As with all collecting we look for knives in as best condition as possible, however in many cases there are exceptions to the rule.  First, it is important to recognize the difference between a knife that has seen good, honest wear and has been used the way it was intended and a knife that has been abused or altered in such a way that brings into question its authenticity.  Another thing to bear in mind is the history and provenance of a knife.  This is one area where I believe the condition of a knife plays less of a role.  If one finds a knife that can be positively attributed to an individual soldier and perhaps comes with supporting evidence like original period documentation, etc., this, then, is an historic find indeed and the fact that the knife is well-used is of less importance. 

The ‘F-S’ etching stayed constant throughout the knives’ production, although due to different etching blocks very minor details can be found comparing one panel to another. The image right is a fine representation of the F-S etching panel.  This example is on a very rare Type II all-blued Second Pattern and is representative of the etching having been applied ‘after’ the blade has been blued.

All three patterns of Wilkinson F-S are normally found with blades that carry acid-etched panels.  However for pure variety the Second Pattern is unsurpassed.  As well as the standard F-S etching, there are variations on the Wilkinson-etched panel and countless unique ‘personal’ etchings.  This is a fascinating and prolific area of collecting in its own right.  For a larger overall look at etched blades, click on the dedicated link in the primary navigation bar at the top of this page.

Like the F-S etched panel, the Wilkinson logo panel also can be found with very minor differences depending on the particular block used to create it.  But aside from these there are two very different styles of Wilkinson-etched panel one can encounter.  The short and more often seen type can be seen in the photograph left.  The less often seen ‘long’ version is in the photograph right.  The wording and well- known ‘crossed sword’ is the same but the difference can be seen in the floral motif at the top and bottom.  The more elongated version (right) has a slightly more elaborate floral device resulting in a longer etching panel.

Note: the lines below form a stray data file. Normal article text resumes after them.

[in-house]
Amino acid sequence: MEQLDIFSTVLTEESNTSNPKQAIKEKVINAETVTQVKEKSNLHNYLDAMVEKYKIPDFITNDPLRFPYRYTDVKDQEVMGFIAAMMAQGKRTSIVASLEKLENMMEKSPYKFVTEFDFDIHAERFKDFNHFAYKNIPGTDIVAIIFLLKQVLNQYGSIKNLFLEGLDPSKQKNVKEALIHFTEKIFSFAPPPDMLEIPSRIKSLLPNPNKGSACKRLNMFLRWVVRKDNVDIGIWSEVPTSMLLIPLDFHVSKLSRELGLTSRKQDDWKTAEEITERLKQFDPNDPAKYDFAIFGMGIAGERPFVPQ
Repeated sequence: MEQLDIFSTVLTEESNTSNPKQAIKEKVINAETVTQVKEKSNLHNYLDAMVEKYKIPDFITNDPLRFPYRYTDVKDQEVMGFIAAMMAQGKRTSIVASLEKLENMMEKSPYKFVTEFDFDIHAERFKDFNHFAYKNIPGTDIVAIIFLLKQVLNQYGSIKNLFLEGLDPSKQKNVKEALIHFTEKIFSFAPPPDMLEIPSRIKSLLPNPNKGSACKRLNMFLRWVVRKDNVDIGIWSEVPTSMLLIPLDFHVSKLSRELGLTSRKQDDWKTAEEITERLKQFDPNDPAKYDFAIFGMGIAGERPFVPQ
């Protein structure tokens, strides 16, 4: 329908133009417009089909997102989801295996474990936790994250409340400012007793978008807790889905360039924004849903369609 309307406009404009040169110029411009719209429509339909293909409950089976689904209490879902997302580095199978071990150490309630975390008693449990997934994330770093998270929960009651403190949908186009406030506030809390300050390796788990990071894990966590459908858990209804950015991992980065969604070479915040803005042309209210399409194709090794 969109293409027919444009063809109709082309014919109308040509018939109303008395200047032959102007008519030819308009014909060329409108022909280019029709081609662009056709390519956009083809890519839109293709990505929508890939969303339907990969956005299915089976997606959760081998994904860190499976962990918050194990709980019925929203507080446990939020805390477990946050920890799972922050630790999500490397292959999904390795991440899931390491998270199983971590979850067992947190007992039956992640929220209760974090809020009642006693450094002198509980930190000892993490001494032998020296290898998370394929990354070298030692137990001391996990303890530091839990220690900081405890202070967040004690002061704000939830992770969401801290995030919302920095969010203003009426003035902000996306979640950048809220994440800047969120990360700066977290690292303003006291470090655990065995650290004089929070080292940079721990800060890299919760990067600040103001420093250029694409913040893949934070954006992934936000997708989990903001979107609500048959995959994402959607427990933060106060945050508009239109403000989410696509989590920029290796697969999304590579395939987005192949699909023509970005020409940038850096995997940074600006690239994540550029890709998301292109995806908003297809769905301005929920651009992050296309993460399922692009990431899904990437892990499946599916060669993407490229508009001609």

As well as the two standard etchings one sees on Second Pattern F-S knives, ‘unique’ personal etchings can also be found.  This was a popular option offered by Wilkinson as one could have their personal details etched within a scroll on the blade.  Many of the knives seen appear to be attributed to US personnel, no doubt this was a popular option with Americans stationed in or around London. Personal-etched knives can be a study in their own right and this topic is covered in more depth on the ‘Blade Etchings’ page.   The photograph below shows a fine example of a scrolled etched-panel encasing the name ‘F. PRATTEN’.  Lieutenant F.R. Pratten served in the 2nd Canadian Tank Brigade, Royal Canadian Corps of Signals.